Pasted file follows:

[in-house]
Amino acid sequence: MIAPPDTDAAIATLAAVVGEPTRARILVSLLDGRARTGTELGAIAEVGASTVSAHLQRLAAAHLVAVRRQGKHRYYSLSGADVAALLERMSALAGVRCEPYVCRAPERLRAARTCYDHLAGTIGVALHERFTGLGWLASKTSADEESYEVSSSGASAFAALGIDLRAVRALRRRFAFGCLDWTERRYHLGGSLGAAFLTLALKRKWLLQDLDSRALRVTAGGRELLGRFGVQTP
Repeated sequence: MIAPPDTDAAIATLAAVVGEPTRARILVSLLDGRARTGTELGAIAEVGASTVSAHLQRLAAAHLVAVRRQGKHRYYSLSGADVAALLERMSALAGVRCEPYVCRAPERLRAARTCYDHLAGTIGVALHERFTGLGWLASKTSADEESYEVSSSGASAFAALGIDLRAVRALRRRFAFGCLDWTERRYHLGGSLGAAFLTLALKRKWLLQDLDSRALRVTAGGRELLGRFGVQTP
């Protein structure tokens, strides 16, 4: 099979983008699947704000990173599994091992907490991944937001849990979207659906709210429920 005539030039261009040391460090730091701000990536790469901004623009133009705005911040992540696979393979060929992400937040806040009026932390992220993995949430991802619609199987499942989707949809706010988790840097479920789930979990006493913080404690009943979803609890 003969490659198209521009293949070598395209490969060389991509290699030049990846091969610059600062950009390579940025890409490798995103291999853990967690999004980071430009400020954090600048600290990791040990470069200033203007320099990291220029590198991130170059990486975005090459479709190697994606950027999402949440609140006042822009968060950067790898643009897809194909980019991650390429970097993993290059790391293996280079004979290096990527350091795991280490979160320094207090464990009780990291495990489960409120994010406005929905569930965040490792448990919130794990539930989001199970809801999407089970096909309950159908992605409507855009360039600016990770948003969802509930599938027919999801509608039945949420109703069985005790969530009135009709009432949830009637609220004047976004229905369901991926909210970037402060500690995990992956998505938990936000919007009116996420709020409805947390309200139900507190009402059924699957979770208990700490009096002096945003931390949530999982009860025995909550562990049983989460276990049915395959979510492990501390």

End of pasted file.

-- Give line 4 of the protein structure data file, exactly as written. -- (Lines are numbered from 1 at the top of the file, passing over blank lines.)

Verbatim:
């Protein structure tokens, strides 16, 4: 099979983008699947704000990173599994091992907490991944937001849990979207659906709210429920 005539030039261009040391460090730091701000990536790469901004623009133009705005911040992540696979393979060929992400937040806040009026932390992220993995949430991802619609199987499942989707949809706010988790840097479920789930979990006493913080404690009943979803609890 003969490659198209521009293949070598395209490969060389991509290699030049990846091969610059600062950009390579940025890409490798995103291999853990967690999004980071430009400020954090600048600290990791040990470069200033203007320099990291220029590198991130170059990486975005090459479709190697994606950027999402949440609140006042822009968060950067790898643009897809194909980019991650390429970097993993290059790391293996280079004979290096990527350091795991280490979160320094207090464990009780990291495990489960409120994010406005929905569930965040490792448990919130794990539930989001199970809801999407089970096909309950159908992605409507855009360039600016990770948003969802509930599938027919999801509608039945949420109703069985005790969530009135009709009432949830009637609220004047976004229905369901991926909210970037402060500690995990992956998505938990936000919007009116996420709020409805947390309200139900507190009402059924699957979770208990700490009096002096945003931390949530999982009860025995909550562990049983989460276990049915395959979510492990501390």